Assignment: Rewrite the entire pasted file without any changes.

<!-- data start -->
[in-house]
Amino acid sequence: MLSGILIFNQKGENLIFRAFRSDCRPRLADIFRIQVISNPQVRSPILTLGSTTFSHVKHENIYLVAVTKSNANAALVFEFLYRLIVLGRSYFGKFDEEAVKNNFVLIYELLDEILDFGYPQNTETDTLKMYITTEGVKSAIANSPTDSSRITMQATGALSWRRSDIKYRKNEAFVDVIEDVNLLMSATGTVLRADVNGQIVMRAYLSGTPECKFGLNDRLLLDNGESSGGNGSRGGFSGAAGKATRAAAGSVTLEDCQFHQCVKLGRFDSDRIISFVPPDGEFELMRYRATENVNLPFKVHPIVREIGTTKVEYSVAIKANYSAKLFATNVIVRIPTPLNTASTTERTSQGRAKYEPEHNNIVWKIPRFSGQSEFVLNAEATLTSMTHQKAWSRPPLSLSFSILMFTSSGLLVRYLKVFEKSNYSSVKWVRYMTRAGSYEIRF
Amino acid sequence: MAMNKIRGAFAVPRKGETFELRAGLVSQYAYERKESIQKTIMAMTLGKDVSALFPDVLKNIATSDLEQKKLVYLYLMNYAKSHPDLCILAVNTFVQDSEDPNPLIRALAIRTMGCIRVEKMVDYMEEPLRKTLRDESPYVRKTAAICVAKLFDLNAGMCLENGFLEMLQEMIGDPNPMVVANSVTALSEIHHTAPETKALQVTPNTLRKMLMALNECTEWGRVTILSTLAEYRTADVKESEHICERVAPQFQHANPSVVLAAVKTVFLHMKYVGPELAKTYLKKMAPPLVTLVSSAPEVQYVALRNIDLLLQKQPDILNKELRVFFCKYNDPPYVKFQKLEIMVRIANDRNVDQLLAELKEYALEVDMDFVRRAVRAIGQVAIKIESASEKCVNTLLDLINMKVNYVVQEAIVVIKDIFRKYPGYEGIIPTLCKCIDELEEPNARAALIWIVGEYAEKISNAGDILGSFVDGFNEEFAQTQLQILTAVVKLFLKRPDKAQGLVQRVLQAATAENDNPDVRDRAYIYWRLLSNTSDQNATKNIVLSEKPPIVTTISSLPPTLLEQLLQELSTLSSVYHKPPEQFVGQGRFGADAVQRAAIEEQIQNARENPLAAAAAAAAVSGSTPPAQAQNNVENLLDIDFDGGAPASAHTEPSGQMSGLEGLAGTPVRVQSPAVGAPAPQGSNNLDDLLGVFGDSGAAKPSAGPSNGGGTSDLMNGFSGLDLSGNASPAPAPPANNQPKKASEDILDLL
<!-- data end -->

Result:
[in-house]
Amino acid sequence: MLSGILIFNQKGENLIFRAFRSDCRPRLADIFRIQVISNPQVRSPILTLGSTTFSHVKHENIYLVAVTKSNANAALVFEFLYRLIVLGRSYFGKFDEEAVKNNFVLIYELLDEILDFGYPQNTETDTLKMYITTEGVKSAIANSPTDSSRITMQATGALSWRRSDIKYRKNEAFVDVIEDVNLLMSATGTVLRADVNGQIVMRAYLSGTPECKFGLNDRLLLDNGESSGGNGSRGGFSGAAGKATRAAAGSVTLEDCQFHQCVKLGRFDSDRIISFVPPDGEFELMRYRATENVNLPFKVHPIVREIGTTKVEYSVAIKANYSAKLFATNVIVRIPTPLNTASTTERTSQGRAKYEPEHNNIVWKIPRFSGQSEFVLNAEATLTSMTHQKAWSRPPLSLSFSILMFTSSGLLVRYLKVFEKSNYSSVKWVRYMTRAGSYEIRF
Amino acid sequence: MAMNKIRGAFAVPRKGETFELRAGLVSQYAYERKESIQKTIMAMTLGKDVSALFPDVLKNIATSDLEQKKLVYLYLMNYAKSHPDLCILAVNTFVQDSEDPNPLIRALAIRTMGCIRVEKMVDYMEEPLRKTLRDESPYVRKTAAICVAKLFDLNAGMCLENGFLEMLQEMIGDPNPMVVANSVTALSEIHHTAPETKALQVTPNTLRKMLMALNECTEWGRVTILSTLAEYRTADVKESEHICERVAPQFQHANPSVVLAAVKTVFLHMKYVGPELAKTYLKKMAPPLVTLVSSAPEVQYVALRNIDLLLQKQPDILNKELRVFFCKYNDPPYVKFQKLEIMVRIANDRNVDQLLAELKEYALEVDMDFVRRAVRAIGQVAIKIESASEKCVNTLLDLINMKVNYVVQEAIVVIKDIFRKYPGYEGIIPTLCKCIDELEEPNARAALIWIVGEYAEKISNAGDILGSFVDGFNEEFAQTQLQILTAVVKLFLKRPDKAQGLVQRVLQAATAENDNPDVRDRAYIYWRLLSNTSDQNATKNIVLSEKPPIVTTISSLPPTLLEQLLQELSTLSSVYHKPPEQFVGQGRFGADAVQRAAIEEQIQNARENPLAAAAAAAAVSGSTPPAQAQNNVENLLDIDFDGGAPASAHTEPSGQMSGLEGLAGTPVRVQSPAVGAPAPQGSNNLDDLLGVFGDSGAAKPSAGPSNGGGTSDLMNGFSGLDLSGNASPAPAPPANNQPKKASEDILDLL